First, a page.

“Really do a good job with our gaps on their entries from their breakouts,” he said. “I thought we were really good there. We were tight. We forced them to turn pucks over in that area and got it down the ice. That was really important.”

Blues-Bruins Game 3 is Saturday night at 8 p.m. ET from Enterprise Center on NBCSN and the NBC Sports app.

Scott Billeck is a writer for Pro Hockey Talk on NBC Sports. Drop him a line at phtblog@nbcsports.com or follow him on Twitter @scottbilleck

NWHL buoyed over future after adding financial backers

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The National Women’s Hockey League announced Thursday it had added enough financial backing after a two-month capital campaign to ensure its viability beyond its fifth season this year.

The league declined to reveal specifics in noting its number of private investors has grown beyond 20 with the addition of insurance and technology entrepreneur Andy Scurto. In 2017, Scurto sold his firm for $160 million.

“This infusion of capital from Andy Scurto and our partners who believe in the power and value of professional women’s hockey is another important milestone for the NWHL, our players, supporters and fans,” NWHL Commissioner and founder Dani Rylan said. “This provides us with long-term viability.”

The league is a little over a month into its season with teams in Boston, Buffalo, New York, Connecticut, Minnesota and New Jersey.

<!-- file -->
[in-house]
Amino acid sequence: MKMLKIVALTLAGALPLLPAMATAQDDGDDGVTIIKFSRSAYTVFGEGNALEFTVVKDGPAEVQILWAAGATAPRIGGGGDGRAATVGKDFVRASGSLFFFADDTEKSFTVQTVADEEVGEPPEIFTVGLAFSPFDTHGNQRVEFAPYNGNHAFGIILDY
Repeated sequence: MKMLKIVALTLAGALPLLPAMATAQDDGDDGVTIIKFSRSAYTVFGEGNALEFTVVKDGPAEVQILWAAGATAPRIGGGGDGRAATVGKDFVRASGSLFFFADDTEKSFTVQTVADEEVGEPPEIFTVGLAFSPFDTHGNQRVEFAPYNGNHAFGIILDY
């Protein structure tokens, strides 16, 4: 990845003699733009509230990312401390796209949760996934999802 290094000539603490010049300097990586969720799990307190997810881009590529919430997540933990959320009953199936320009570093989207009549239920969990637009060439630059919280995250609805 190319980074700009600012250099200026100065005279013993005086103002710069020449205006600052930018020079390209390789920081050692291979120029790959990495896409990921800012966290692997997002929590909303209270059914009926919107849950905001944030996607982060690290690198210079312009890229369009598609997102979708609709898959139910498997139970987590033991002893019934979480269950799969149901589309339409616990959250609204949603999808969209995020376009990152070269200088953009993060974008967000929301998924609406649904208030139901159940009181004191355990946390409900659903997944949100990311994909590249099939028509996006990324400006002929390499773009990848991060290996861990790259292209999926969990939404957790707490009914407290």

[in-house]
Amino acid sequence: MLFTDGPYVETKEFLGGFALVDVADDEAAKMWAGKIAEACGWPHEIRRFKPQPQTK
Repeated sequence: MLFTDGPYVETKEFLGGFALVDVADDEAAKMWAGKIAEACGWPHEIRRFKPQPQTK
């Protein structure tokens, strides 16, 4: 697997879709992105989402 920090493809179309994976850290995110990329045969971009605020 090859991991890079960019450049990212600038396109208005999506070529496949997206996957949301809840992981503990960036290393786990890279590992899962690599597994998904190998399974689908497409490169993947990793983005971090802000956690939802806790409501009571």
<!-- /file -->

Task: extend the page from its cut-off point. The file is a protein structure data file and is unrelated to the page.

The NWHL was able to add investors despite losing the backing of a majority of the world’s top players in the offseason. In May, more than 200 players – including members of the U.S. and Canadian national teams – pledged not to compete in North America this season following the collapse of the Canadian Women’s Hockey League. The players formed the Professional Women’s Hockey Players’ Association to push for establishing a league with what they said needed to have a viable, sustainable economic model.

The Buffalo Sabres relinquished ownership of the NWHL Buffalo Beauts, while the New Jersey Devils ended their agreement with the NWHL’s Metropolitan Riveters.

In September, Rylan vowed her league wasn’t going anywhere, and added the NWHL was proving it could be viable without the NHL.

The league said the new funding will be directed toward building the league’s infrastructure, enhancing player development and attracting more investors, including team owners. Two months ago, Miles Arnone led a group of investors to purchase the Boston Pride.

Arnone said the focus on infrastructure and adding owners will eventually lead to an increase in player salaries. The NWHL no longer reveals its salary scale, though players can now earn a bump in pay through a newly introduced 50-50 split of sponsorship and media right revenue.

In September, the NWHL announced players had already earned a 26% pay increase based on new agreements reached over the summer.

Disorderly conduct charge against Auston Matthews dismissed

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The disorderly conduct and disruptive behaviour charges against Toronto Maple Leafs forward Auston Matthews have been dismissed.

Those charges were made against Matthews after an incident in Scottsdale, Arizona last May, when a female security guard at Matthews’ condo complex, Fayola Dozithee, filed a complaint against the 22-year-old for trying to break into her car while she was in it doing paperwork at 2 a.m.